As companies look ever more to their treasurers to drive process efficiency, improve cash management and reduce costs, business intelligence provides the means and opportunity. In this article we examine what business intelligence is, who the software providers are and whether it is right for your company.
As global economies continue to suffer, companies throughout the world are examining ways in which they can cut costs and increase revenues without massive investment or total process re-engineering. One way to do that is to take advantage of existing databases of financial and business information to develop process efficiency and aid decision making – using business intelligence (BI).
What is business intelligence?
At its core, BI is a decision support system geared at taking existing business information – held within internal IT systems, databases, third-party systems and the general corporate knowledge base – and using that information to increase efficiency, improve decision-making and cut costs.
Business intelligence technologies are the software and solutions that help companies to achieve their BI goals. They can be utilised across the organisation, or within specific processes or units. The main job of such software is to integrate into systems, pull data out and provide tools for cutting the data in the specific ways desired by the user. They offer historic analysis, current and future predictions of business processes, business performance management and improvement, benchmarking and predictive analytics.
As such, BI can be a valuable tool for treasurers in their unending quest to improve forecasting, better manage cash, and work on best practice across the range of services and processes managed by treasury.
For example, BI technology can mine ERP and bank system data to provide timely information for better cash forecasting and cash management. It can provide information for decision-making on foreign exchange management and hedging management. It can also help to create a picture of global risk and help in operational risk management.
BI solutions range from deeply integrated offerings that are highly tied into the ERP and other systems, to very thin architecture and software as a service (SaaS) solutions that require little in the way of integration in order to function.
The cost and time involved in implementing solutions can also vary greatly, and what types of services a company chooses depend entirely on their structure, their existing systems and their goals.
BI service providers
The split in BI service providers comes between those systems offered by ERP providers and those provided by independent companies. Both Oracle and SAP, for example, have recently acquired BI solutions that they are working on to build interest among their existing client base. Oracle recently acquired Hyperion and SAP has built up its BI offering with the purchase of Business Objects.
Other big-name software providers including Microsoft and IBM also have BI offerings that they are keen to build up a client base for. The advantage of choosing your ERP provider for the BI solution is the ease of integration and the ability to negotiate a deal based on the existing relationship. Particularly now, with new solutions on offer, the big ERP providers are eager to make a name for themselves and may be open to negotiation.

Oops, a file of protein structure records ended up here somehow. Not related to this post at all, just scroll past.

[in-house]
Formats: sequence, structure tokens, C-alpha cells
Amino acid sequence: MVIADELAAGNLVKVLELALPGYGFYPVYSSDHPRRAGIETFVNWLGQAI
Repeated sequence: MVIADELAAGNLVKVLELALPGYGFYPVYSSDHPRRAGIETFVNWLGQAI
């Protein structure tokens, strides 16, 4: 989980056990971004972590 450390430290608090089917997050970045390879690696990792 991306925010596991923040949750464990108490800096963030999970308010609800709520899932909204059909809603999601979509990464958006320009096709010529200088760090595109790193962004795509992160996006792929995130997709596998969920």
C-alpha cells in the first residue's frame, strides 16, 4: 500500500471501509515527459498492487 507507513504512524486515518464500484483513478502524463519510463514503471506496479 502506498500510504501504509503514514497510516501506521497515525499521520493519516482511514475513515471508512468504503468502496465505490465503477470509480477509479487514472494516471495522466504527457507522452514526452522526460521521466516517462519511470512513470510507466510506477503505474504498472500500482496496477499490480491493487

There are of course drawbacks to choosing a big-name ERP provider. These include:
Even after the latest round of consolidation and acquisition, there are still a number of independent vendors in the BI space – such as Actuate, Information Builders, MicroStrategy, Panorama, QlikTech and SAS Institute – offering a range of solutions tailored to specific processes and systems. The solutions offered by the independents tend to require less integration to accomplish their goals; they often use very thin architecture or are offered as a service.
One of the big advantages of going independent is that you can select the services and solutions that fit best with what you are trying to accomplish. You also have the freedom and flexibility to work on small BI projects as and when you have the resources, without the need to jump in with a big investment on a major BI integration.
Is BI right for your business?
Given the current economic climate, IT spend tends to be one of the first things cut from the treasury budget. However, that does not mean that all BI projects must come to a halt. There are other options to consider, such as:
Looking at existing systems and trying to take advantage of the BI software that is already part of current software licenses with no additional fee for use.
Investigating whether it may be possible to do the same thing without the expensive software. This means being aware of the solutions you already use and how data is handled within those to determine if your BI goals can be accomplished without new investment.
The most important thing to remember in looking at performance management or business intelligence strategies is that it is not a particular solution, but a set of tools and technology solutions that work together to help address a problem or improve decision-making about a particular business process. It is the business value added, not the particular technology or the data that it generates that make BI what it is.
Any tool that aids in creating revenue and cost savings for a company, aids in business intelligence and performance management. However any such tool also requires process analysis, data interpretation and ultimately decision-making based on that interpretation. All of that together equals business intelligence.
We would like to acknowledge the assistance of technology and market research firm Forrester Research in the preparation of this article.